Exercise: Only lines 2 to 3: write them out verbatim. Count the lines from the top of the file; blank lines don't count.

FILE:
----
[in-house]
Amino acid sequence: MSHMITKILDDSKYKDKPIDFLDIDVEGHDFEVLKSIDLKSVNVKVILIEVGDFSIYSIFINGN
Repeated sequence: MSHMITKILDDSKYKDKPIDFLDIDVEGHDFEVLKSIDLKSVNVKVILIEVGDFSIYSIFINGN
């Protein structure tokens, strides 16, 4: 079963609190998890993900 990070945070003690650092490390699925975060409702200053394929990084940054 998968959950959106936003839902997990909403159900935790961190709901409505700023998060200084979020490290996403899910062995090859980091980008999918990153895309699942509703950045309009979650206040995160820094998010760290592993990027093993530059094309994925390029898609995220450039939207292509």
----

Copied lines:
Amino acid sequence: MSHMITKILDDSKYKDKPIDFLDIDVEGHDFEVLKSIDLKSVNVKVILIEVGDFSIYSIFINGN
Repeated sequence: MSHMITKILDDSKYKDKPIDFLDIDVEGHDFEVLKSIDLKSVNVKVILIEVGDFSIYSIFINGN